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Alzheimer’s or dementia - what is it?

Updated: Nov 17, 2023

It pays to know if it’s Alzheimer’s or Dementia


"What’s the difference between dementia and Alzheimer’s?” It’s one of the most common questions we get asked by Our service users, their family and friends. Physicians seem to prefer the word “dementia,” possibly because Alzheimer’s have become such a loaded word. “Dementia” somehow sounds less frightening to many people, and now even the experts have started using the words interchangeably. They aren’t interchangeable. Alzheimer’s Disease and dementia are two very different things. As someone who is dedicated to learning about Dementia care, I like to reassure and simplify the definition so Caregivers and Family members can easily relate to it as an illness that can be managed.

Dementia is a symptom. Pain is a symptom, and many different injuries and illnesses can cause pain. When you go to the doctor because you hurt, you won’t be satisfied if the doctor diagnoses “pain” and sends you home. You want to know what is causing the pain, and how to treat it.

“Dementia” is simply a symptom of deteriorating intellectual abilities resulting from an unspecified disease or disorder of the brain.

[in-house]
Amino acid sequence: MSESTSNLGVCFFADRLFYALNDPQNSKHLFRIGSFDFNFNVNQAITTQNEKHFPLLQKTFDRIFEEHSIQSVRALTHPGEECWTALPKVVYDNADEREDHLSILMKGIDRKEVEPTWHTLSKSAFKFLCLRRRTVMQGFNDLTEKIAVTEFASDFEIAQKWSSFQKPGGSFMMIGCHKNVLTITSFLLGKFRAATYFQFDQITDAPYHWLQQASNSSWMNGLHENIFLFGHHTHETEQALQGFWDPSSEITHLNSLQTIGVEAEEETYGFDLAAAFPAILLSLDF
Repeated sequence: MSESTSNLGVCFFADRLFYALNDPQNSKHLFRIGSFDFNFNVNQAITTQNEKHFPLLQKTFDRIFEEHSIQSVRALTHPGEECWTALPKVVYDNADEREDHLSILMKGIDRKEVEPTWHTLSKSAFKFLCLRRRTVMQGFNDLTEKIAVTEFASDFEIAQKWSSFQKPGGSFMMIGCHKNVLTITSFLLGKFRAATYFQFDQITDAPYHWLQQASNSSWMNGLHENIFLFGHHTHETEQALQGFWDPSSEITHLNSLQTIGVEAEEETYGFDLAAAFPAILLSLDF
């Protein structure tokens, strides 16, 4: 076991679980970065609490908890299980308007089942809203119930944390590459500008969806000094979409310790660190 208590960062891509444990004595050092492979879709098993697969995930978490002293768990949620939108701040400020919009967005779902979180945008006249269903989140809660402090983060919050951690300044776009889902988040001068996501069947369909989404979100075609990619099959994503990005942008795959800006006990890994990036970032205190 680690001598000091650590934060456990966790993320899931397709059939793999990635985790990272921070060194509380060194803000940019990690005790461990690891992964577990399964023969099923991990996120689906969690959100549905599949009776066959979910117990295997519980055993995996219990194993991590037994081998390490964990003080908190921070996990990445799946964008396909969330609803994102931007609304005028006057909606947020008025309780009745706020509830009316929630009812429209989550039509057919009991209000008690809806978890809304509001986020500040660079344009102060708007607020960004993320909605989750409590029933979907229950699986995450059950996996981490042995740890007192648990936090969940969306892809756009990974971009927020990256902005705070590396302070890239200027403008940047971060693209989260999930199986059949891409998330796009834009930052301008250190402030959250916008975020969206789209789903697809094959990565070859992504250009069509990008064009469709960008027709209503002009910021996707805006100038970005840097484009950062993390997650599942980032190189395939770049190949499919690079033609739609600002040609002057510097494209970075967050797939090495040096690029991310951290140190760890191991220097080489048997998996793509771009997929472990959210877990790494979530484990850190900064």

Alzheimer’s Disease is one disease/disorder that causes dementia. Many other illnesses or “syndromes” can also cause dementia. Parkinson’s Disease can cause dementia. A stroke can cause dementia. Even dehydration can cause dementia. Many of the things that can cause dementia are treatable, even potentially curable. If you have taken your Parent to the doctor and received a diagnosis of “dementia” you haven’t received a diagnosis at all. Unless you know what is causing dementia you can’t begin to treat its root cause.

If your physician has diagnosed “dementia” it’s time for a second opinion:


You are probably dealing either with a physician who is not comfortable with the truth, or one who doesn’t know how (or doesn’t want to bother) to differentiate between all the possible causes of dementia. Either way, a skilled geriatrician or a neurologist who is highly experienced in dealing with older people would be a good place to start.


Get a second opinion if unsure, seek help and advice from places like DementiaUK and Alzheimer’s Society or government website like https://www.nhs.uk/conditions/dementia/help-and-support/ are all a good place to start, but most importantly take one day at a time.


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